Supreme Court Legalized Abortion 46 Years Ago. Here’s A Look At Abortion Across The US
- Tuesday marks the 46th anniversary of the U.S. Supreme Court’s landmark decision on Roe V. Wade granting women the right to an abortion.
- Major abortion-related events occurred in 2018, including the passage of legislation regulating abortion at November’s midterms, the confirmation of Justice Brett Kavanaugh and the selection of a new Planned Parenthood president.
- The abortion landscape continues to change as states pass laws expanding and restricting abortion access.
Nearly half a century after abortion was legalized by the U.S. Supreme Court, abortion is still a hot-button topic for conservatives and liberals alike as the landscape of abortion access across the country continues to evolve.
The Court ruled in Roe v. Wade that women have a constitutional right to an abortion under the 14th Amendment on Jan. 22, 1973. The ruling extended the right to abort up to the point of fetal “viability,” a slippery term that continues to foster debate as neonatal care advances.
A number of laws and abortion-related events occurred in 2018 that signaled shifts in the nation’s perspective on abortion. Justice Brett Kavanaugh was confirmed to the Supreme Court in October, prompting Democratic leaders to fear a reversal of Roe v. Wade.
Two states passed pro-life measures at November’s midterm elections. West Virginia residents voted to adopt Amendment 1, adding to the state’s constitution that “Nothing in this Constitution secures or protects a right to abortion or requires the funding of abortion.” Alabama voted to adopt Statewide Amendment 2, affirming “the constitution of this state does not protect the right to abortion or require the funding of abortion,” according to BallotPedia.
Pro-lifers saw other wins, including a bill to ban abortion after 20 weeks — except when two doctors deem the pregnancy dangerous — passed by the Missouri House. A Planned Parenthood clinic no longer offers abortion services in Nashville, which now has no active abortion clinics, The Tennessean reported.
Ohio passed a bill in December 2018 banning dilation and evacuation abortions, a common second-trimester abortion method.
Other states including Alabama, Arizona, Arkansas, Michigan, Mississippi, New Mexico, Oklahoma, West Virginia and Wisconsin have laws banning abortion that would be enforced if Roe v. Wade is overturned, according to the Guttmacher Institute.
Louisiana, North Dakota, South Dakota and Mississippi have constitutional statutes that would also make abortion illegal should the court overturn Roe v. Wade.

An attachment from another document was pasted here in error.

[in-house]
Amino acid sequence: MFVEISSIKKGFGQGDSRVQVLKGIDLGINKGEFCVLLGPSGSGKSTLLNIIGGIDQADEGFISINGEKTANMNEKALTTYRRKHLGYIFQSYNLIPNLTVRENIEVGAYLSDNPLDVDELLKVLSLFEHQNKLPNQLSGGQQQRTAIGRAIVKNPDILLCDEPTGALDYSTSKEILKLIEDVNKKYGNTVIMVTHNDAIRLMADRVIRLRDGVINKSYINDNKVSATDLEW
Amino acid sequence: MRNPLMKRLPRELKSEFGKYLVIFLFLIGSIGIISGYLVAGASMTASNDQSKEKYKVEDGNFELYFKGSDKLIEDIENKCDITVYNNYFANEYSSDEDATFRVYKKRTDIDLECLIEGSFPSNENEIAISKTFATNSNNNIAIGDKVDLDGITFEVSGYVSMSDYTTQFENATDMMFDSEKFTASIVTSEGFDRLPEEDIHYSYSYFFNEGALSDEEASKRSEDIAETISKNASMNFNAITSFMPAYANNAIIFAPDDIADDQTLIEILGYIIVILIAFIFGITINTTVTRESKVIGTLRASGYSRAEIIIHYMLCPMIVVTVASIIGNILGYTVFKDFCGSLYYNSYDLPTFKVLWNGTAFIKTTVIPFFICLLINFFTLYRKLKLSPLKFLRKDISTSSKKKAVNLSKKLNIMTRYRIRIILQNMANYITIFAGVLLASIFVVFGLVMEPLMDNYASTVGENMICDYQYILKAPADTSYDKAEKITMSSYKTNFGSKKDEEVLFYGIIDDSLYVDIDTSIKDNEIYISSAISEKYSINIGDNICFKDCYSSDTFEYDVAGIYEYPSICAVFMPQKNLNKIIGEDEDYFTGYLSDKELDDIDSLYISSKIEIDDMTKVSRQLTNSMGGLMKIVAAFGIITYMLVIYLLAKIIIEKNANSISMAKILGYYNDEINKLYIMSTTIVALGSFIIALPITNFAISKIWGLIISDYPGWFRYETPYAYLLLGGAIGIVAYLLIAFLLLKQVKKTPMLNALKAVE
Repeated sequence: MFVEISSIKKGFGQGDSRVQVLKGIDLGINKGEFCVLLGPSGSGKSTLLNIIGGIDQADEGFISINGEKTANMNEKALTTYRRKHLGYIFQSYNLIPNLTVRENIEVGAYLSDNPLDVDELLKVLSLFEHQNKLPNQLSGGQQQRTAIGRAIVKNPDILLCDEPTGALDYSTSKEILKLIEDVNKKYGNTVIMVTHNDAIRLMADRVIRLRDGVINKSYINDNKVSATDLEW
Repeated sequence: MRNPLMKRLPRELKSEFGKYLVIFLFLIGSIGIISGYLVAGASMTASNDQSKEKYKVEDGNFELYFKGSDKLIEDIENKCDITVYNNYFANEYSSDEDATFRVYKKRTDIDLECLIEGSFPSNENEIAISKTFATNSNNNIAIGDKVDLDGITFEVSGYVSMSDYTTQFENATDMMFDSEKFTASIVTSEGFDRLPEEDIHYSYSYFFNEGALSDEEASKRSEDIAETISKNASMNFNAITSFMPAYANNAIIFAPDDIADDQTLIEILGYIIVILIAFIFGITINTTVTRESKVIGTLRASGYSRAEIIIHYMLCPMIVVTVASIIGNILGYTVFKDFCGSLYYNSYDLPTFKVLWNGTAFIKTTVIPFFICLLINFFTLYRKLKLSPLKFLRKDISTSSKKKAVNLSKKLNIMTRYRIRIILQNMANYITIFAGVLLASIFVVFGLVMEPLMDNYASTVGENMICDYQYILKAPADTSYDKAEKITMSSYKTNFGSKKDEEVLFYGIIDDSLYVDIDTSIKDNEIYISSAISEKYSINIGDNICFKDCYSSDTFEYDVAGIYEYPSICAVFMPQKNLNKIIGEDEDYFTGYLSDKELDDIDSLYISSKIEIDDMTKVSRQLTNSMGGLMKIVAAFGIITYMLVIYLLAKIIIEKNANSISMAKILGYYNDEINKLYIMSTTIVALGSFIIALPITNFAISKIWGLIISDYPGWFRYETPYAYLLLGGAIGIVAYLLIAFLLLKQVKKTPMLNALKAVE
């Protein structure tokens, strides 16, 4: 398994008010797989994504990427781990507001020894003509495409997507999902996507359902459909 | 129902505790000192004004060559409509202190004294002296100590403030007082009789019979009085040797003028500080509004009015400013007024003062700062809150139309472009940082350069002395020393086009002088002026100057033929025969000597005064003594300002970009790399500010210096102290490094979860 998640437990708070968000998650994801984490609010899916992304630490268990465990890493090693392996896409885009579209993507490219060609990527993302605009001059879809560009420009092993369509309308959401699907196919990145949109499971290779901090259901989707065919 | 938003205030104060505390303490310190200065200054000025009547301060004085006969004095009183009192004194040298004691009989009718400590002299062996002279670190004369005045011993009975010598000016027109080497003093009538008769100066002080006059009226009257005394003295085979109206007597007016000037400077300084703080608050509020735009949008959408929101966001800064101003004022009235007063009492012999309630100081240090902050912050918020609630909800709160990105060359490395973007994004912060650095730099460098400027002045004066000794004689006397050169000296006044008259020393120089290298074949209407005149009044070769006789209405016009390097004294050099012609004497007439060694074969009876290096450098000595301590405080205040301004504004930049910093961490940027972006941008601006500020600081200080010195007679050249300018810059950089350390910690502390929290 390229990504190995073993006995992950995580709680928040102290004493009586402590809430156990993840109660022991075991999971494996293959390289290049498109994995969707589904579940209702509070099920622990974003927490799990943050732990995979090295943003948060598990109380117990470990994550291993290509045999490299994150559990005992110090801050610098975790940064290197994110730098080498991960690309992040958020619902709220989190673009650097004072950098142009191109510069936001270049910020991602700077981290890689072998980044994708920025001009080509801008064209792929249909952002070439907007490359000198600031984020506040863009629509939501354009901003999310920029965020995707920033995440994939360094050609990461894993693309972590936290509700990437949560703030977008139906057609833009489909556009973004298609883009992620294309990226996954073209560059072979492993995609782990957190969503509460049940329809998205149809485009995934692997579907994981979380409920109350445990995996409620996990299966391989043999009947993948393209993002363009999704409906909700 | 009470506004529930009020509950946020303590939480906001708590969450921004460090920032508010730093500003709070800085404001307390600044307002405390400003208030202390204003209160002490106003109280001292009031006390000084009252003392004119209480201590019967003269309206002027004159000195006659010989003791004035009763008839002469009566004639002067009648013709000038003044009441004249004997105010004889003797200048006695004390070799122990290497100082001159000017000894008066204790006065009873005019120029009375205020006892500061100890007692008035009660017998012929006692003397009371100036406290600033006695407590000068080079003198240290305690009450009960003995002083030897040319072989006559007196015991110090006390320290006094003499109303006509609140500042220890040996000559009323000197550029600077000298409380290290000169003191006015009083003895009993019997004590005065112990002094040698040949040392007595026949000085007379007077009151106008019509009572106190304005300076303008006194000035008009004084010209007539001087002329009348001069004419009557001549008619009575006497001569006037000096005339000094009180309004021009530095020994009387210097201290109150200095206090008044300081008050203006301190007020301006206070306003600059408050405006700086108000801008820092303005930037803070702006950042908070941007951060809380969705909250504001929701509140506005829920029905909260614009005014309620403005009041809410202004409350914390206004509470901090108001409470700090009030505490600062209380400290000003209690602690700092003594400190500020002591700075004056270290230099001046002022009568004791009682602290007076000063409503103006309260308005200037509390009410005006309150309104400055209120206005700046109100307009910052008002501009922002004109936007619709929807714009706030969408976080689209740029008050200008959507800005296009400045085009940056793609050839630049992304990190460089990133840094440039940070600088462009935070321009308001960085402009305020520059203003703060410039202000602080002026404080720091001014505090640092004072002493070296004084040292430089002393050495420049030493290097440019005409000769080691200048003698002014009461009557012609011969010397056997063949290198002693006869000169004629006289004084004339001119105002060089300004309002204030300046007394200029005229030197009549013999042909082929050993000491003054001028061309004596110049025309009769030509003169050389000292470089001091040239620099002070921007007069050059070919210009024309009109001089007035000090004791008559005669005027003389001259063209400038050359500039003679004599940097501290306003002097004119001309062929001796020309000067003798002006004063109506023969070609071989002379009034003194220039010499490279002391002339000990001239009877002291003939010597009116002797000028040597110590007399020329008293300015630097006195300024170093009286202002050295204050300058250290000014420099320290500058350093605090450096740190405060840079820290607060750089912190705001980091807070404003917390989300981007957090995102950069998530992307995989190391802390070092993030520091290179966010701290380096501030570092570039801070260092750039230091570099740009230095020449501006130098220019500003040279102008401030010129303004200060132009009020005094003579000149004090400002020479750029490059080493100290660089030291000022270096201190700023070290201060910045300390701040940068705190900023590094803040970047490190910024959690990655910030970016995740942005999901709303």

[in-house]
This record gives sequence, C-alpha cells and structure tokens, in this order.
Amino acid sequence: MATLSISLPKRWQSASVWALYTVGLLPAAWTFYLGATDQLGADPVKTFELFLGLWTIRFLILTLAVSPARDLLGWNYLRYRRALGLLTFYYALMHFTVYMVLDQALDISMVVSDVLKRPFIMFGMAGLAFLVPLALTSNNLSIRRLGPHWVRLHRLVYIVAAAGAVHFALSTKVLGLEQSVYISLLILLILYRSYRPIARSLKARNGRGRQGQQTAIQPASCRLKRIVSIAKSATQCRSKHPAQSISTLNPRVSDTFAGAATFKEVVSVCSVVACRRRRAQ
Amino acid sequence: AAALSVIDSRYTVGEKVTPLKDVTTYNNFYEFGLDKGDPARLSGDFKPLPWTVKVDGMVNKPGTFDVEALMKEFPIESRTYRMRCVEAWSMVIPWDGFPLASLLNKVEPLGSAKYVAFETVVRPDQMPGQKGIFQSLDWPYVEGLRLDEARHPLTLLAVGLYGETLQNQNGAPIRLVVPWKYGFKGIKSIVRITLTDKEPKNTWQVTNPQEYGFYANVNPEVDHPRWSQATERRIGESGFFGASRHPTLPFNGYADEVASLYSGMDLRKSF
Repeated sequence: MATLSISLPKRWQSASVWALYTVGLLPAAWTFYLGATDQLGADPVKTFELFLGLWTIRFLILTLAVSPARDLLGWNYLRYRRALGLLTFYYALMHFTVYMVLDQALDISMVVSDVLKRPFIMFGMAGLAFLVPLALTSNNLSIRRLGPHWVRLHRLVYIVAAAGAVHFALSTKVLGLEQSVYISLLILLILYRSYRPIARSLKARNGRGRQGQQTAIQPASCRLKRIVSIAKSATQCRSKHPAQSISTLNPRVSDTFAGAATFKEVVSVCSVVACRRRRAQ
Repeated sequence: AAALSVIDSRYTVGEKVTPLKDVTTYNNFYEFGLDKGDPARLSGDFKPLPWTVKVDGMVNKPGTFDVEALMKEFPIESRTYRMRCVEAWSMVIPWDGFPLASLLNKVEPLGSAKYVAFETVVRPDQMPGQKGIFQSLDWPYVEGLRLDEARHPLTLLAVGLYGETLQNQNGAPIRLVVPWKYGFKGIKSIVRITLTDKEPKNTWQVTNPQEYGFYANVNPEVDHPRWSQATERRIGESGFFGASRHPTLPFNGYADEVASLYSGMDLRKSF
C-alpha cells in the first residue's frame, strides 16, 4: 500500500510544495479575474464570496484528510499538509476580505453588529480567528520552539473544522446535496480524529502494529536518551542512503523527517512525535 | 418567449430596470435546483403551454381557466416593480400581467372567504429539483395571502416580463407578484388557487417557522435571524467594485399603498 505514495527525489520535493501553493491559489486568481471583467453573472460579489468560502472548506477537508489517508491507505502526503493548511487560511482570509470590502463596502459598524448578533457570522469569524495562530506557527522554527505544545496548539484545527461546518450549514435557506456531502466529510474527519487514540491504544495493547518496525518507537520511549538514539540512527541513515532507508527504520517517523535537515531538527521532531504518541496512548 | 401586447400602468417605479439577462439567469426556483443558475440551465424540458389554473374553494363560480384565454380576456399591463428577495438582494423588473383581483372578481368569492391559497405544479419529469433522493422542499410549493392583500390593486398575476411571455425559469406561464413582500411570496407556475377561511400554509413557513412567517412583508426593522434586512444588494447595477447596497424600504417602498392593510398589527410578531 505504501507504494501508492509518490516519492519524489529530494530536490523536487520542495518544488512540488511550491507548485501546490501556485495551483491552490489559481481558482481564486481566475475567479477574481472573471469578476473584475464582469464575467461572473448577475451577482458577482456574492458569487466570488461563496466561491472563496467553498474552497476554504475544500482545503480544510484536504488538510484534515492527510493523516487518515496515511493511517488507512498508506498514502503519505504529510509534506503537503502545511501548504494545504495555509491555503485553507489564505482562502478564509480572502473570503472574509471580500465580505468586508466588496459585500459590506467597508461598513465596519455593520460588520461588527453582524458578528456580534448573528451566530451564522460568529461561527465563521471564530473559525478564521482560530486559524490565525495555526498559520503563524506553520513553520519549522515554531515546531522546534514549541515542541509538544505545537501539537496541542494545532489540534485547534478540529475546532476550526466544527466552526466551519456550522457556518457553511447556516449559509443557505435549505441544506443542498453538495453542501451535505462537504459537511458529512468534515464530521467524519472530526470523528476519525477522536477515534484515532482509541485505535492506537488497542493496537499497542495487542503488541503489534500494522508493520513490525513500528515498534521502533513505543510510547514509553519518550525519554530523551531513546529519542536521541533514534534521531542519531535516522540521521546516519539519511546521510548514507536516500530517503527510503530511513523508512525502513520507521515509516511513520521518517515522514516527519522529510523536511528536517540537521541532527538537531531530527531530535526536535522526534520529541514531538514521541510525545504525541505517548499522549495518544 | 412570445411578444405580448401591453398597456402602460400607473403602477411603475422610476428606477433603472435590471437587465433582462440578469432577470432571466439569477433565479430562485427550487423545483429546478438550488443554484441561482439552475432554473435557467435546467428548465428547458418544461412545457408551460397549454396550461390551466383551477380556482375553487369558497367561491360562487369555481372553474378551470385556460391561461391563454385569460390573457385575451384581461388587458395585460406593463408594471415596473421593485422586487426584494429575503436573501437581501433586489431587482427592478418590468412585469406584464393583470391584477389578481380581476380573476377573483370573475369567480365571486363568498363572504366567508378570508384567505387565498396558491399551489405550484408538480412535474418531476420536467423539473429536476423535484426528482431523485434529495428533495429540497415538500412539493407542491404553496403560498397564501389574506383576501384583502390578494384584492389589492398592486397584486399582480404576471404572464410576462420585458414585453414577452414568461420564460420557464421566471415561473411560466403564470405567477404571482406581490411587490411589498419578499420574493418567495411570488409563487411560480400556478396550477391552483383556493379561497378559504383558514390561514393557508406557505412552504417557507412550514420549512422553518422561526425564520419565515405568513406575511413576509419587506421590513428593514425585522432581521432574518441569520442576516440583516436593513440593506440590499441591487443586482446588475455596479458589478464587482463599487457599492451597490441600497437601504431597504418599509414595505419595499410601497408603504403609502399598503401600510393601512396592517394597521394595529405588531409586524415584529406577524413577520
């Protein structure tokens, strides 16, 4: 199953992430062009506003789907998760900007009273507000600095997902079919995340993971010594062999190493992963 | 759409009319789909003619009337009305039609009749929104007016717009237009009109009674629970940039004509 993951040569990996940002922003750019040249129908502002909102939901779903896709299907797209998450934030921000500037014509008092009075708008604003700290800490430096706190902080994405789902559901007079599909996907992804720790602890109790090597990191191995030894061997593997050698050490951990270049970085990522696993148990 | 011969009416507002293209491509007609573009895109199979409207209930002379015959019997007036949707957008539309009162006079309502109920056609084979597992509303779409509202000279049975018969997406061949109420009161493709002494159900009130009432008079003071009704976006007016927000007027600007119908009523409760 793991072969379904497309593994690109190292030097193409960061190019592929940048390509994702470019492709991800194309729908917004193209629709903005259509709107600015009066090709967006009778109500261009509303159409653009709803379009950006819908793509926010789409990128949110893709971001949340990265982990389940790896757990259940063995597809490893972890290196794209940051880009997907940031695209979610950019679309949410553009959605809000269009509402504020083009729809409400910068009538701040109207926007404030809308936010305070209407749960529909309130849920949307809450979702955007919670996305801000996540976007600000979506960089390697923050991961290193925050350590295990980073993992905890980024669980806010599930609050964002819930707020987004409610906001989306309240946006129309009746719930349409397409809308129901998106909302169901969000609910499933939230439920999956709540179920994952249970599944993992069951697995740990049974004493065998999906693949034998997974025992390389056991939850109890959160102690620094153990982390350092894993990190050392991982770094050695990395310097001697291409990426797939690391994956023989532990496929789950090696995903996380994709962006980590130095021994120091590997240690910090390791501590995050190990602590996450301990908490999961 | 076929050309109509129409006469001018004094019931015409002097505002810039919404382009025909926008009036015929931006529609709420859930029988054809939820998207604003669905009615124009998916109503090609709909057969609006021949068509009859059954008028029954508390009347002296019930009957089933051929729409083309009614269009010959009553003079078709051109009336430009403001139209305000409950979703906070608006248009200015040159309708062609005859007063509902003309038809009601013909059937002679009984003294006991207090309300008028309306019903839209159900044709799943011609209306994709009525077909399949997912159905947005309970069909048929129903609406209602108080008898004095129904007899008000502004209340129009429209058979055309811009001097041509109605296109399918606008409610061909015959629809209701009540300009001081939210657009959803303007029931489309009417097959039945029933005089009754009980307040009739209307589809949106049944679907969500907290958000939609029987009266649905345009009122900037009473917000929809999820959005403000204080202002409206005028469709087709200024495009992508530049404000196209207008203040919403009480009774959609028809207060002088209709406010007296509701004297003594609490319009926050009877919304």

Other states, like Illinois, have seen rises in the number of out-of-state abortions as surrounding states pass measures protecting life. Indiana, Michigan, Wisconsin, Iowa and Missouri have passed numerous pro-life measures in 2018.
Abortion advocates have not backed down in 2018 from the fight to expand abortion access. Democratic New York Gov. Andrew Cuomo said in early January he would reject a state budget that doesn’t include expanded abortion access and has repeatedly vowed to add abortion protections to the state constitution. The state is expected to pass a law Tuesday guaranteeing women the right to abort under the state’s public health law, The Wall Street Journal reported.
Planned Parenthood, the nation’s largest abortion provider, selected Dr. Leana Wen as its new president in September. She follows the institution’s vision plan in making abortion access a priority.
“What we will always be here to do is provide abortion access as part of the full spectrum of reproductive health care, it’s who we are,” Wen told BuzzFeed in early January. (RELATED: Planned Parenthood Reveals How Much More Taxpayers Gave Them In 2018)
Seventy-five percent of Americans also support significant abortion restrictions and say abortion should not be legal after a woman is three months pregnant, according to a Jan. 15 Marist Poll. Nearly 60 percent of Americans support banning abortion after 20 weeks except to save the life of the mother, according to the poll.
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